martes, 3 de julio de 2018

In Memoriam Domenico Losurdo. Grover Furr.

Con motivo del fallecimiento el pasado día 28 de junio del profesor Domenico Losurdo, filosofo e historiador materialista publicamos el texto del historiador Grover Furr.

In Memoriam Domenico Losurdo
By Grover Furr
July 1, 2018
I first learned about Professor Domenico Losurdo, who died on June 28, because of his 2008 book Stalin: storia e critica di una leggenda nera (Stalin: History and Critique of a Black Legend) and the storm of protests against it published in 2009 in the pages of Liberazione, the newspaper of the Partito della Rifondazione Comunista.[1]
I read the attacks on Losurdo’s defense of Stalin with interest. My book on Nikita Khrushchev’s lies in his “Secret Speech” to the XX Party Congress of February 25, 1956, had just been published in Russian, in Moscow, in December 2008, as Antistalinskaia podlost’ (Moscow: Algoritm). The discovery that Khrushchev had evidently not been able to identify a single genuine “crime” of Stalin’s had led me to wonder whether there really were any such crimes.
So I obtained Losurdo’s book on Stalin, scanned it to PDF (I still have this copy), and studied it. I found Losurdo’s firm defense of Stalin, particularly on the basis of the Soviet Union’s and the Comintern’s fight against imperialism, to be a breath of fresh air, a sign that there were others who questioned the demonization of Stalin and the consequent rejection of the communist movement of the 20th century.
In 2012 Losurdo engaged French anticommunist scholar Nicolas Werth in a debate over Stalin.[2] I noticed something that Losurdo could not: that Werth was citing recent publications about collectivization of agriculture and the Soviet famine of 1932-33 in a dishonest manner. I wrote about this to Losurdo, who thanked me and put my remarks on his blog.[3]
In 2014 I was on a panel at the Left Forum in Manhattan, New York City. At the end of the panel a gentleman approached and introduced himself to me as Domenico Losurdo. Delighted, I introduced him to the still-full room as the renowned communist philosopher. In town to present a new book of his own, Losurdo had come to hear my talk!
An updated English version of my book on Khrushchev’s Secret Speech, Khrushchev Lied, had been published in 2011. Losurdo offered to introduce me to an Italian publisher, Città del Sole, and to write an introduction to the Italian translation. With his permission, Losurdo’s introduction appears in the Italian, German, and French editions. Losurdo graciously agreed to write a back-cover comment for my book The Murder of Sergei Kirov (2013) and a longer introduction to that book which remains unpublished.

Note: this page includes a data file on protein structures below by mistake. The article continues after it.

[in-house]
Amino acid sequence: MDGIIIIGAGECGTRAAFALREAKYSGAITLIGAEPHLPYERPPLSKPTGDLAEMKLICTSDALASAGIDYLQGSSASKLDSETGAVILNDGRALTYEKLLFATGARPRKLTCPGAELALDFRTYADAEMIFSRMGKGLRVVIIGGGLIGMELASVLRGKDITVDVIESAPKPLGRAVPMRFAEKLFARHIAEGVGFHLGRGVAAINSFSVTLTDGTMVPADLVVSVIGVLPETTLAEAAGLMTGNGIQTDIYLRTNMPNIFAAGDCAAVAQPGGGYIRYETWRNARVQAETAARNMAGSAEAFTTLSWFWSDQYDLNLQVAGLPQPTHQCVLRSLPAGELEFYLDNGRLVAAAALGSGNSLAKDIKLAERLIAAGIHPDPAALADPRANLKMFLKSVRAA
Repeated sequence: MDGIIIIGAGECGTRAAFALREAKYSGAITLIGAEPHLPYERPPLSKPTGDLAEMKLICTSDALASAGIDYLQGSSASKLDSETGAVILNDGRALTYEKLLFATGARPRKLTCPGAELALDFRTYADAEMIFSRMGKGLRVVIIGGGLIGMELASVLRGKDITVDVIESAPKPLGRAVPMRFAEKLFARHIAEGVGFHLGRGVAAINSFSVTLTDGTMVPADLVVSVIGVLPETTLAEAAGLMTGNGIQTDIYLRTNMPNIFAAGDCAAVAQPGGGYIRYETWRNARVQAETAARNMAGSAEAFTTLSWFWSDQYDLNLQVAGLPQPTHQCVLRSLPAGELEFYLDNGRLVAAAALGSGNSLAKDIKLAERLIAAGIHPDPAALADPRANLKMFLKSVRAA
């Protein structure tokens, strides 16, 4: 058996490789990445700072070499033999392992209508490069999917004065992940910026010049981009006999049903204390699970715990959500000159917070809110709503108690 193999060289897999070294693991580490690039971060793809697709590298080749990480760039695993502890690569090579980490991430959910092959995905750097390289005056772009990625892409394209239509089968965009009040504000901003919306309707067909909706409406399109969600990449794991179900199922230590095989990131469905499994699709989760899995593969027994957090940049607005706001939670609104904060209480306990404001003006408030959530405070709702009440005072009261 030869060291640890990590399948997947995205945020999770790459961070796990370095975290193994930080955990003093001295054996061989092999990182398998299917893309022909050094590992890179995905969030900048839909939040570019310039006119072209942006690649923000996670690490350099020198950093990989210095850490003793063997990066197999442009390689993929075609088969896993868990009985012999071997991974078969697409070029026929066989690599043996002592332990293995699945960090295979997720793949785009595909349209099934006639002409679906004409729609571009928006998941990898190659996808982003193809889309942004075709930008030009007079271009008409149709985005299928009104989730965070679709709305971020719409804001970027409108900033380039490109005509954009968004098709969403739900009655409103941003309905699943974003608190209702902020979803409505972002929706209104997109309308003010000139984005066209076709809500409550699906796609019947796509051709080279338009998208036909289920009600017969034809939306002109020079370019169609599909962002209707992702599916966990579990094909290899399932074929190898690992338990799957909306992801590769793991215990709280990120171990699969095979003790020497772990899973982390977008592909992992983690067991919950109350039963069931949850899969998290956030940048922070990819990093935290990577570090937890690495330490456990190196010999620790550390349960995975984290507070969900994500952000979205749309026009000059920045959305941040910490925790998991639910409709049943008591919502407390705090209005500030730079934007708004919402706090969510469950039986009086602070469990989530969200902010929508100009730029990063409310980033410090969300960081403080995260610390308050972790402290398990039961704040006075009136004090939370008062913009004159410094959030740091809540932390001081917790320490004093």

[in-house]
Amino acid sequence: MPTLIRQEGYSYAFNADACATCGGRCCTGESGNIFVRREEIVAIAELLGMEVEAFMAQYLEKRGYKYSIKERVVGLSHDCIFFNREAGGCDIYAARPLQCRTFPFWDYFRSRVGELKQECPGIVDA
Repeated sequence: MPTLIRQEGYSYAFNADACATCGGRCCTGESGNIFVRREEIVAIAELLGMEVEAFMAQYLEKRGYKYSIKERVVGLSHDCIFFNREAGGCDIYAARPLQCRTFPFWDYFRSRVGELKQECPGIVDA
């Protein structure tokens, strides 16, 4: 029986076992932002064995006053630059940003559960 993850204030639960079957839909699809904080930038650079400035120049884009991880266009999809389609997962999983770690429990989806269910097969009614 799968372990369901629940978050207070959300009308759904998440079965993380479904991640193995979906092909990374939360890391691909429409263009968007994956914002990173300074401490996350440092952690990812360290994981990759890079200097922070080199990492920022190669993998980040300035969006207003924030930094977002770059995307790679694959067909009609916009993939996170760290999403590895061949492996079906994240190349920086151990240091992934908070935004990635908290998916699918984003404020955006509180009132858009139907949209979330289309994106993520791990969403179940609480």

Losurdo, as he himself always insisted, was a philosopher, not a historian. He did not read Russian. And in any case he would not have delved into the primary sources from the former Soviet archives that now permit us to see how fraudulent the anticommunist scholarship about Stalin, capitalist as well as Trotskyist, has always been and still is today.
But Losurdo was a deeply historical philosopher. Marxist philosophy is called dialectical and historical materialism. Losurdo’s deep knowledge of the history of the twentieth century, and particularly of the real horrors of imperialism on the part of the Western “democracies,” detailed and defended the role of the Stalin-era Soviet Union and the Communist International in combatting imperialism.
Losurdo surmised, as have many others, that the contradiction between the liberatory struggles led by the communist movement and endorsed by Stalin, and the purported “crimes” of Stalin, was too great. Something about this story did not make sense! He was right.
The purpose of philosophy, as Karl Marx wrote, was to change the world. We can add that the purpose of honest, materialist history is to learn the lessons, positive and negative, from the past, so we can contribute to those forces that are building a better, brighter world for future generations.
Above everything else Domenico Losurdo was a fighter for the truth. His contribution to the eventual liberation of the oppressed and exploited remains with us and with the generations of fighters that will come after us.

[1] The debate over Losurdo’s book can be found at the Internet Archive, at  Liberazione stopped publication in 2014 and its web site is no longer on line.
[2] Werth’s contribution is here:,854 ; Losurdo’s response is here:,855
[3] See


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